Her perspective was unique as she came from the United States where there is a premium placed on quality produce and other food items. Aida took this mentality and translated it into her work on the coffee farm, but not without skepticism from farm managers who were not keen on implementing new quality practices under the authority of a novice, female producer. Eventually the farm management embraced her new standards for quality and respected the amount of time and nurturing that Aida put into harvesting only the ripest, deeply red colored coffee cherries. Her technique was a stark contrast to the centuries old practice to pick coffee whether or not ripe or healthy, just to have a larger harvest and ignoring the quality of each individual cherry before adding it to the pile.
In 2003 Aida's coffee had its first shot at the spotlight when she entered coffee from Finca Kilimanjaro in the inaugural Cup of Excellence competition in El Salvador. Judges at the competition noted that the coffee had great flavor, brightness, and balance and they awarded it the 1st Place coffee of the competition, putting her farm on the international map for the first time, but certainly not the last. After the CoE competition Aida's incredibly high standards were not seen with skepticism but rather with respect and eagerness to produce quality coffee from there on out. Coffee that has been approved by her standards is deemed "Aida Batlle Selection" and cannot wear this stamp if it is not of the utmost quality.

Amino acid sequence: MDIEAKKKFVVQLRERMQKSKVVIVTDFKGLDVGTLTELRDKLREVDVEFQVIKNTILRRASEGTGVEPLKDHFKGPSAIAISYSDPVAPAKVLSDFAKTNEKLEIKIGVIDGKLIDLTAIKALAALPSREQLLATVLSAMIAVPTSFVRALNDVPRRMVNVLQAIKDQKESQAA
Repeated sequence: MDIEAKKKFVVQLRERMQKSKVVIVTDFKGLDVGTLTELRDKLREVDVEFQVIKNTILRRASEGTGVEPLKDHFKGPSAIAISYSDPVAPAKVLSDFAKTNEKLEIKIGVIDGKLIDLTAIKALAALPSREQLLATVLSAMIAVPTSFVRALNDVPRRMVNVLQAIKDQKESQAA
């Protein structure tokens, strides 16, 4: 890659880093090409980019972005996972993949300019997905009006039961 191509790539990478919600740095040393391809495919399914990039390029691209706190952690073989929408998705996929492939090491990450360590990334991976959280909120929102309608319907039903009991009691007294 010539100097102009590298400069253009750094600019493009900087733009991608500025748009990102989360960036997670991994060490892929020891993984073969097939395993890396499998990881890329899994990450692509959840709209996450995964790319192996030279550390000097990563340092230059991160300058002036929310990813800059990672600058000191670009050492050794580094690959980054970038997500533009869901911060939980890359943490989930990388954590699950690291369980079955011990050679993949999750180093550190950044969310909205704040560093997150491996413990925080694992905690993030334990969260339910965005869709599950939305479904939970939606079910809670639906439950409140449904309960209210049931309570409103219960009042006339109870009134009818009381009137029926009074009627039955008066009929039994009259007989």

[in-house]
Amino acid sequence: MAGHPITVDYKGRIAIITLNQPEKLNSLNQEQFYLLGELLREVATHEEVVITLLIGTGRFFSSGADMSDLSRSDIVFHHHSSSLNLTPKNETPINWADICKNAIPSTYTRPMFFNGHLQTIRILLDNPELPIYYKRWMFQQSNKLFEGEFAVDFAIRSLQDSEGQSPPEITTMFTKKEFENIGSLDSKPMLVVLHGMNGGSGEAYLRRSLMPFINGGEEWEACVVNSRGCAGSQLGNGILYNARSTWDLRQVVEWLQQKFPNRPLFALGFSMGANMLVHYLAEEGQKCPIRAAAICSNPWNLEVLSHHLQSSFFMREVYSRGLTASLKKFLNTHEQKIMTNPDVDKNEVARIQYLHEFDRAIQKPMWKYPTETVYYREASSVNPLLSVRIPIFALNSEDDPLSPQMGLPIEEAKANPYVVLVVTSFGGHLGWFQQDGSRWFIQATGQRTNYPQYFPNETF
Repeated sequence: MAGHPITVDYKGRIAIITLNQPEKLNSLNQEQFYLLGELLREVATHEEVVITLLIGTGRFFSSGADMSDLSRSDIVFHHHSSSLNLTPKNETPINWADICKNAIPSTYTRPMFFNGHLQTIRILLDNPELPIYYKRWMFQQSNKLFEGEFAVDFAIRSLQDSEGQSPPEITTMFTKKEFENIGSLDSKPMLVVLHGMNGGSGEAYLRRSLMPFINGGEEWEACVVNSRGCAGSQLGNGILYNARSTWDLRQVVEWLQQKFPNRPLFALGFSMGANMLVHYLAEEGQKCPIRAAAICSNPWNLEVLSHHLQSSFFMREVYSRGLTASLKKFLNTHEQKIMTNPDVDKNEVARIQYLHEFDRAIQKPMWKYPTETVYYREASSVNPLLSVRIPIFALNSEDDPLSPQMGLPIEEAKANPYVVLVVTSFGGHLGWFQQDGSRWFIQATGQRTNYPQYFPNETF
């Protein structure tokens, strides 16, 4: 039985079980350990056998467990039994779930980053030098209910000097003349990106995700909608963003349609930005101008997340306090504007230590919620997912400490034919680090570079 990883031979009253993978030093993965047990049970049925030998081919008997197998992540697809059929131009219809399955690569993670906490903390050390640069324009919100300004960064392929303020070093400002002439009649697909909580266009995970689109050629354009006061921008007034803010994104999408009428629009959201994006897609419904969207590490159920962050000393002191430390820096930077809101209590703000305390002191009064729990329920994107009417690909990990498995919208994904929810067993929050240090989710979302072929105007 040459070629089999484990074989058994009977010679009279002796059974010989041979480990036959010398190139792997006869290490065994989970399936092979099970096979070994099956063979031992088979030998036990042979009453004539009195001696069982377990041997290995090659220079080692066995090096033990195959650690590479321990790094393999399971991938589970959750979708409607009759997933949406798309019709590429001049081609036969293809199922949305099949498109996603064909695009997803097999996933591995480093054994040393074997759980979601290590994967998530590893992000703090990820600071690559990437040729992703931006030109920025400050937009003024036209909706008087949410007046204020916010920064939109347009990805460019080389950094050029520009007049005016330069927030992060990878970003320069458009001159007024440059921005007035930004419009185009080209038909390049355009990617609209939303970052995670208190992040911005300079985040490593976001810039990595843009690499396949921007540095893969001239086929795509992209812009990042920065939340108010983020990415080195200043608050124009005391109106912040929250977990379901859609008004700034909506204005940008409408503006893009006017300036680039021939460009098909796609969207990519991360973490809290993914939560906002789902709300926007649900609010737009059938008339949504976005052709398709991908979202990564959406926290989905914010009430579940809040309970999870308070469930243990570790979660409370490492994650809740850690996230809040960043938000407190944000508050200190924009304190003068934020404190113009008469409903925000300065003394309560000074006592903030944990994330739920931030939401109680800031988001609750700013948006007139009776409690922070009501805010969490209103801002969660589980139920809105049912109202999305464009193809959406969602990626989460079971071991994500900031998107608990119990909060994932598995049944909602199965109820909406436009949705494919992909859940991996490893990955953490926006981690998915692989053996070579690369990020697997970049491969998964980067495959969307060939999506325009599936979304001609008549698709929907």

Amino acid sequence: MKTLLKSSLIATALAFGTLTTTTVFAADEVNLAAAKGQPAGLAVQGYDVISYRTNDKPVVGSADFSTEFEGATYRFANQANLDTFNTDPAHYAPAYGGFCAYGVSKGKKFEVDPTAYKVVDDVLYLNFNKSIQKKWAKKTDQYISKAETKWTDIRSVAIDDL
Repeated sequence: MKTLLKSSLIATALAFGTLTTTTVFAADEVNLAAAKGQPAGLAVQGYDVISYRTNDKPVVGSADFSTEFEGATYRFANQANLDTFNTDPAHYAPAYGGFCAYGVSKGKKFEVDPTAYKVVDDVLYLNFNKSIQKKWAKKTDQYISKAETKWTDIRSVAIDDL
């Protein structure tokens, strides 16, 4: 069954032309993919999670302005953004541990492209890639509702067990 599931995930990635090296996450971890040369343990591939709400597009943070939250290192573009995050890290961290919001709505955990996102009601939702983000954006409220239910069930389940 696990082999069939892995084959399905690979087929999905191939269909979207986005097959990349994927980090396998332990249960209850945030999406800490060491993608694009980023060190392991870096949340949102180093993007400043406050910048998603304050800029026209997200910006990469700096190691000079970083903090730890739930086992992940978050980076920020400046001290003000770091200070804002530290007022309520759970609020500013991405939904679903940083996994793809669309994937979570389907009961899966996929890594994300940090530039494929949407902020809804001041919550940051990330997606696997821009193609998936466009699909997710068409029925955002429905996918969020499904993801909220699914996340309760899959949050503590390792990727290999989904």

Finca Kilimanjaro is a combination of Kenya SL-28 and Bourbon. Bourbon came to El Salvador more than a century ago, acquired from Guatemala by the then governor of Santa Ana Province, and who just happened to be Aida Batlle's great-great-grandfather. Aida has taken coffee to a new level since it was first introduced by her family and is renowned in the coffee world for her intricate level of detail and processing. She is known for experimenting with processing methods, creating a unique and highly customized coffee for the consumer. Much of her success can be attributed to her cultural diversity paired with her agricultural ideals that had been otherwise unseen prior to her introduction to the coffee scene. Aida has a keen understanding of what makes quality coffee from cherry to beverage and she utilizes her knowledge every step of the way. This concept was summarized quite perfectly by an article in The New Yorker Magazine that stated, "In an industry where farmers and connoisseurs have often been kept apart, Batlle is both - she's a producer who speaks fluent customer."